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So You Want to Draw - Are all Pencils the Same?

As humans, we've been expressing ourselves through art since ancient times. One of the most fundamental and versatile forms of artistic expression is drawing. The process of putting pencil, pen, or other implements to paper allows us to convey emotions, ideas, and stories visually. But, with so many drawing materials available, it can be overwhelming for beginners and even experienced artists to choose the right tools for their creative journey. In this blog post, I'm going to explore the different kinds of drawing materials you can use, each offering unique qualities and potential for artistic expression.

Pencils

Pencils are perhaps the most common drawing tool and a great starting place for beginners. They come in various hardness grades, ranging from 9H (the hardest) to 11B (the softest). A higher H-grade produces lighter lines, while a higher B-grade results in darker, softer lines. The standard HB pencil offers a balanced medium grade. And then you have the F Pencil - my personal favourite when it comes to drawing.

The drawing below is the beginnings of my latest drawing. All the lighter lines are drawn up using the F pencil. As you can see it gives a very light line which of course makes erasing much easier. The F pencil is very hard which enables you to create this light line while employing very little pressure. The only down side of it is that if you press too hard you will score the paper so do not attempt to make darker lines with it.


drawing demonstration using the F pencil
Create light lines using an F pencil

Different Pencil Brands:

Staedtler have two very different pencil types there's the Staedtler Traditional Pencils VS the Staedtler Mars Lumograph. There’s a big difference in how they feel to work with and the work they produce. The Lumograph has a finer and smoother graphite composition. It lays down a much thicker and richer line giving more control and is just luscious and workable - more suitable for fine art and technical use. These are my go to pencils although I also love a fairly recent addition to the market which is the BLACKWING range of pencils.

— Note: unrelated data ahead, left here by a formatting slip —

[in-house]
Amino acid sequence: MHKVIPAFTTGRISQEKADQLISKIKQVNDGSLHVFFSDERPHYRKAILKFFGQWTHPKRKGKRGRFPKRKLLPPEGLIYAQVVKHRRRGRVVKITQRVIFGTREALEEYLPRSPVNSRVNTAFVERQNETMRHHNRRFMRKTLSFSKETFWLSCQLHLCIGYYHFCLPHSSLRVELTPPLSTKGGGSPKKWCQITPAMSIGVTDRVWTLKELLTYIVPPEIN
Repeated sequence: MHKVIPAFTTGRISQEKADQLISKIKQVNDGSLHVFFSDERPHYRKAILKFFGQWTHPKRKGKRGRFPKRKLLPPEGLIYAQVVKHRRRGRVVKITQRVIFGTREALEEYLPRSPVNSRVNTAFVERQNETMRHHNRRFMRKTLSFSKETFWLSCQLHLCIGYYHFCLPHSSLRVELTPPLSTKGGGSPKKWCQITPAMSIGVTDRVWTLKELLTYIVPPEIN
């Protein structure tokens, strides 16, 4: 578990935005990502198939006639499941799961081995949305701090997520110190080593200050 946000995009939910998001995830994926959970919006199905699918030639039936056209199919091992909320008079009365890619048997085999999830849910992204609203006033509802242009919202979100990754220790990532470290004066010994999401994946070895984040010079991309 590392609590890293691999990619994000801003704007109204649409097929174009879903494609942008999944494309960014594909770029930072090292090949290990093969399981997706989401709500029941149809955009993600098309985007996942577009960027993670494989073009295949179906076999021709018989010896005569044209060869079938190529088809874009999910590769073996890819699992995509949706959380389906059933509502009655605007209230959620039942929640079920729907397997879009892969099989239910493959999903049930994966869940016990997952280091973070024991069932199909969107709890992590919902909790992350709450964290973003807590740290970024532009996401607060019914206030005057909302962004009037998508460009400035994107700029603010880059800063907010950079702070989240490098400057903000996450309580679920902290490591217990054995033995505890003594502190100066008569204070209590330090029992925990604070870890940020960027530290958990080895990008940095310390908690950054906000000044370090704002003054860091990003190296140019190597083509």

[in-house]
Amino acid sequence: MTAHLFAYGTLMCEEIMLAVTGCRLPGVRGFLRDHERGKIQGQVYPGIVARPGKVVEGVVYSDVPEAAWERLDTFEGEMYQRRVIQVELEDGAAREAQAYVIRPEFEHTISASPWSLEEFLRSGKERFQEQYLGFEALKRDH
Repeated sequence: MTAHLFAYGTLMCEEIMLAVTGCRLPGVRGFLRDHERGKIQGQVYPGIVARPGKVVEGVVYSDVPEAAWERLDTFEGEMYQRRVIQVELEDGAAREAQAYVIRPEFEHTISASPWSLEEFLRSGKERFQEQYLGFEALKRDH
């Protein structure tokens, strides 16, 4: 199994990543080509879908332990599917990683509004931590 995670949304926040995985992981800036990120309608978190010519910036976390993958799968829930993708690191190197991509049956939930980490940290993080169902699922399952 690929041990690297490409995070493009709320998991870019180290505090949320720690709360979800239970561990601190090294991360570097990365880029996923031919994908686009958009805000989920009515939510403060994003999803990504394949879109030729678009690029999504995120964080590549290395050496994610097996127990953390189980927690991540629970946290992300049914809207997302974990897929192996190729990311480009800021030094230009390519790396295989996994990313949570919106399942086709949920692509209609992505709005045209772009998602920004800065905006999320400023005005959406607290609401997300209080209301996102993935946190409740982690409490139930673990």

Staedtler Pencils, lumograph lumograph black
Staedtler Pencils

Several pencil companies have different pencil ranges - a lower and cheaper/more accessible range like the JasArt range, is more student art oriented. In these pencils you may find the graphite core has more filler than the high end and more expensive pencils. As with all art materials, the cheaper they are, the more fillers or inferior pigments they will contain, which often makes for false economy in buying them. The Lumograph are excellent pencils.


Blackwing Pencils matt, natural
Blackwing Pencils

Graphite Sticks: Then we have Graphite sticks which are solid chunks of graphite without a wooden casing. They are available in different degrees of hardness as well and are great for covering large areas quickly and achieving broad, expressive strokes. These are usually employed on bigger drawings.


Graphite Stick drawing pencils
Graphite Stick

Charcoal: Charcoal is a favorite medium for artists seeking dramatic, bold, and smudgy effects. It comes in three forms: vine charcoal (soft and easily smudged), compressed charcoal (darker and denser), and charcoal pencils (which offer more control and precision). Charcoal is great for creating large expressive pieces, however it is fairly messy to use. If you don't like getting your hands dirty, then charcoal is probably not for you.


Many years ago I had a go at making my own willow charcoal. In order to do this I had to first go and clips the branches of some of the Willow trees we had growing on our property at the time. Then I got an old tin can and trimmed the branches so they would fit inside the can and then cut the Willow branches just size. These branches were about as thick as my ring finger. They do shrink a lot , so cut the branches according to how thick you want your finished charcoal stick to be. Once that was done I had to light a fire out in the paddock, I guess you could probably do it in a barbeque if you wanted to. After this I put the lid back on the tin can and wrapped the whole thing tightly in tinfoil . Then the tin was put into the fire once it had burnt down to smoldering coals.


The fire had to be tended for some hours, I forget how long it took now, although I know it was quite a while. Eventually the Willow sticks turned into charcoal!


Russell Mullin, charcoal in a tin
Finished Charcoal - Image by Russell Mullin

If you are interested in doing this there are several good YouTube videos available on the subject and I've shared one of them below.






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